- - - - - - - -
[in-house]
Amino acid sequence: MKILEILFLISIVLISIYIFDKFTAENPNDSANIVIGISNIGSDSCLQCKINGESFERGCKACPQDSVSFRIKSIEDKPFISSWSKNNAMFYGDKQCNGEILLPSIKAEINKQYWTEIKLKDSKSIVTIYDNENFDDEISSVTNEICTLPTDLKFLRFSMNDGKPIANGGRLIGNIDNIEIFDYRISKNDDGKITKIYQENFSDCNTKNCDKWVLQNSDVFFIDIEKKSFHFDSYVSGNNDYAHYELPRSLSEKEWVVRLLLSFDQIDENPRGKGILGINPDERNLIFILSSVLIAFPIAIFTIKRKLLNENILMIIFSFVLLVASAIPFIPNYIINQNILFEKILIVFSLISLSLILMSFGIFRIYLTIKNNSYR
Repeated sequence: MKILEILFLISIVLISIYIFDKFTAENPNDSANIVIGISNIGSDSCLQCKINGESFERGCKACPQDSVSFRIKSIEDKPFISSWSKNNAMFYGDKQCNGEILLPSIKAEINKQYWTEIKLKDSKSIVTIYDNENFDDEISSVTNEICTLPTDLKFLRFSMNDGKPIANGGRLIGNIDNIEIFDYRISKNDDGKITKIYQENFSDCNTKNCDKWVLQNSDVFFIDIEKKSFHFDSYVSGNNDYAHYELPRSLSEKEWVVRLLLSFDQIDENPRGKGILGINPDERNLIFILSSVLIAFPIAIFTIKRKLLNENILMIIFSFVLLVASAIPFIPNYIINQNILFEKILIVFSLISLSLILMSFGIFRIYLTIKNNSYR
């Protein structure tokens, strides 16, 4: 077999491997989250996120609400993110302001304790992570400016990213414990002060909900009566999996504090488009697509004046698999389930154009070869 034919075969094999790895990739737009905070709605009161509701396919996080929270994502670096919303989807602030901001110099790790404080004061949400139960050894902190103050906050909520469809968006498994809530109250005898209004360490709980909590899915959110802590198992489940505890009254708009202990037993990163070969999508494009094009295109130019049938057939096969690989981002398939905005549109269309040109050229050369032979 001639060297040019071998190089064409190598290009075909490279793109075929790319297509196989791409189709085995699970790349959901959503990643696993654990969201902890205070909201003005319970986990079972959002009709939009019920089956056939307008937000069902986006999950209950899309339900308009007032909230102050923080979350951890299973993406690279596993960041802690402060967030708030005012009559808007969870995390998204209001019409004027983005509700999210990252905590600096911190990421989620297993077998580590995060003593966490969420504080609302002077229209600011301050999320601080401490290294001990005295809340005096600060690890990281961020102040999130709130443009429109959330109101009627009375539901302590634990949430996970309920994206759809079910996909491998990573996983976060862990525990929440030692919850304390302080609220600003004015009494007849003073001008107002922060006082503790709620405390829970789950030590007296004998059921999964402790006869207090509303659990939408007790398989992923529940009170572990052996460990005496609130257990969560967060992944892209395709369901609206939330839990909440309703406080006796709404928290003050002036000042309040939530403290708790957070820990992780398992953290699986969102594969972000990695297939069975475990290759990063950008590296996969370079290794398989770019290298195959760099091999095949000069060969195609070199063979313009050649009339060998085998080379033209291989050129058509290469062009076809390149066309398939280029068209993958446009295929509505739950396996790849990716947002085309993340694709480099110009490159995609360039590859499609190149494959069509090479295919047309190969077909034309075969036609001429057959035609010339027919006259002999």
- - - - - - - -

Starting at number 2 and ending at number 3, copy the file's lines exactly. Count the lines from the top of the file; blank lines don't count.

Amino acid sequence: MKILEILFLISIVLISIYIFDKFTAENPNDSANIVIGISNIGSDSCLQCKINGESFERGCKACPQDSVSFRIKSIEDKPFISSWSKNNAMFYGDKQCNGEILLPSIKAEINKQYWTEIKLKDSKSIVTIYDNENFDDEISSVTNEICTLPTDLKFLRFSMNDGKPIANGGRLIGNIDNIEIFDYRISKNDDGKITKIYQENFSDCNTKNCDKWVLQNSDVFFIDIEKKSFHFDSYVSGNNDYAHYELPRSLSEKEWVVRLLLSFDQIDENPRGKGILGINPDERNLIFILSSVLIAFPIAIFTIKRKLLNENILMIIFSFVLLVASAIPFIPNYIINQNILFEKILIVFSLISLSLILMSFGIFRIYLTIKNNSYR
Repeated sequence: MKILEILFLISIVLISIYIFDKFTAENPNDSANIVIGISNIGSDSCLQCKINGESFERGCKACPQDSVSFRIKSIEDKPFISSWSKNNAMFYGDKQCNGEILLPSIKAEINKQYWTEIKLKDSKSIVTIYDNENFDDEISSVTNEICTLPTDLKFLRFSMNDGKPIANGGRLIGNIDNIEIFDYRISKNDDGKITKIYQENFSDCNTKNCDKWVLQNSDVFFIDIEKKSFHFDSYVSGNNDYAHYELPRSLSEKEWVVRLLLSFDQIDENPRGKGILGINPDERNLIFILSSVLIAFPIAIFTIKRKLLNENILMIIFSFVLLVASAIPFIPNYIINQNILFEKILIVFSLISLSLILMSFGIFRIYLTIKNNSYR